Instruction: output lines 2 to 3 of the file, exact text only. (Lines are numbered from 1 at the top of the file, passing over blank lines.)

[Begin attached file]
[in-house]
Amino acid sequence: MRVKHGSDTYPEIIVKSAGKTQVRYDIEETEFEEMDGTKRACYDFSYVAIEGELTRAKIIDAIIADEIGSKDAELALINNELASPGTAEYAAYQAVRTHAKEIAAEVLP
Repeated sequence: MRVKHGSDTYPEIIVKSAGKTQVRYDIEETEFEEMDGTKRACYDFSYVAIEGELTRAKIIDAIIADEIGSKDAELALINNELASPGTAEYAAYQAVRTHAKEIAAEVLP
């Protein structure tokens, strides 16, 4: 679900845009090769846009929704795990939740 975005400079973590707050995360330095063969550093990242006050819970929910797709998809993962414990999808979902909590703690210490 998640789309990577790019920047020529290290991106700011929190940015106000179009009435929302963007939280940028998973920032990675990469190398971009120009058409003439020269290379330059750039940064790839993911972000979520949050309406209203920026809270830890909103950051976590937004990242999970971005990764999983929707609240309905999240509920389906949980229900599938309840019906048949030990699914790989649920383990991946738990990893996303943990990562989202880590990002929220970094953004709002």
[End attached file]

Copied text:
Amino acid sequence: MRVKHGSDTYPEIIVKSAGKTQVRYDIEETEFEEMDGTKRACYDFSYVAIEGELTRAKIIDAIIADEIGSKDAELALINNELASPGTAEYAAYQAVRTHAKEIAAEVLP
Repeated sequence: MRVKHGSDTYPEIIVKSAGKTQVRYDIEETEFEEMDGTKRACYDFSYVAIEGELTRAKIIDAIIADEIGSKDAELALINNELASPGTAEYAAYQAVRTHAKEIAAEVLP